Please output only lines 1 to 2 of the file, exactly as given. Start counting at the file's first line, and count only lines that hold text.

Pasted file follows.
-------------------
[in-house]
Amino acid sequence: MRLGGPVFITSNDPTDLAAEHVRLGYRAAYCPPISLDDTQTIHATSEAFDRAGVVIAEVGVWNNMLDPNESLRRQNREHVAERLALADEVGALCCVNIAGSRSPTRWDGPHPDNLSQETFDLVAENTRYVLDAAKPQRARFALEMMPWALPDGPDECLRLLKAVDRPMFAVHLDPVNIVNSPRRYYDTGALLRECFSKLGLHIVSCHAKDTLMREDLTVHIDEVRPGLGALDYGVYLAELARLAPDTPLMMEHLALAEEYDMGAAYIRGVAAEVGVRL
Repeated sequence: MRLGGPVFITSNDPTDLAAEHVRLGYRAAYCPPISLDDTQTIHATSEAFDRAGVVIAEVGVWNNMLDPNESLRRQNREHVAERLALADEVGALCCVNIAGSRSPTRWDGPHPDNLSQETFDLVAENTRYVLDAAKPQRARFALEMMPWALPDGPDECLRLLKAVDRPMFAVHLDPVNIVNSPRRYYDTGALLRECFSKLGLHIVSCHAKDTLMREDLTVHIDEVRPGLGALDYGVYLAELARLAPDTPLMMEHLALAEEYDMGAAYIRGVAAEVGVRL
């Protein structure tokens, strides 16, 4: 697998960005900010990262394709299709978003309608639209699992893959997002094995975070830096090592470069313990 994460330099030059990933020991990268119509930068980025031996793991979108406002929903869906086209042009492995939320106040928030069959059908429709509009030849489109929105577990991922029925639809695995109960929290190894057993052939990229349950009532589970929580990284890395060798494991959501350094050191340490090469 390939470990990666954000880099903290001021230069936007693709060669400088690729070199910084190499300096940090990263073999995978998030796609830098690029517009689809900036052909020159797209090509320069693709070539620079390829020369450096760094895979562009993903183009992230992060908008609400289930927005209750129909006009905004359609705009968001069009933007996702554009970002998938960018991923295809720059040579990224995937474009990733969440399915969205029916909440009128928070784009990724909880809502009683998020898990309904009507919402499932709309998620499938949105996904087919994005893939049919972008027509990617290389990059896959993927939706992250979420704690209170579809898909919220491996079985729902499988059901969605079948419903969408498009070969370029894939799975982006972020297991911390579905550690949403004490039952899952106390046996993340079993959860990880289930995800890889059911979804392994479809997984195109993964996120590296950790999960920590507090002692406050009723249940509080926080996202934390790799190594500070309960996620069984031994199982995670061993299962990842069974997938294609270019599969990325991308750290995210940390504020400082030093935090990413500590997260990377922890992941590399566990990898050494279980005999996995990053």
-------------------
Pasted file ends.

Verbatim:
[in-house]
Amino acid sequence: MRLGGPVFITSNDPTDLAAEHVRLGYRAAYCPPISLDDTQTIHATSEAFDRAGVVIAEVGVWNNMLDPNESLRRQNREHVAERLALADEVGALCCVNIAGSRSPTRWDGPHPDNLSQETFDLVAENTRYVLDAAKPQRARFALEMMPWALPDGPDECLRLLKAVDRPMFAVHLDPVNIVNSPRRYYDTGALLRECFSKLGLHIVSCHAKDTLMREDLTVHIDEVRPGLGALDYGVYLAELARLAPDTPLMMEHLALAEEYDMGAAYIRGVAAEVGVRL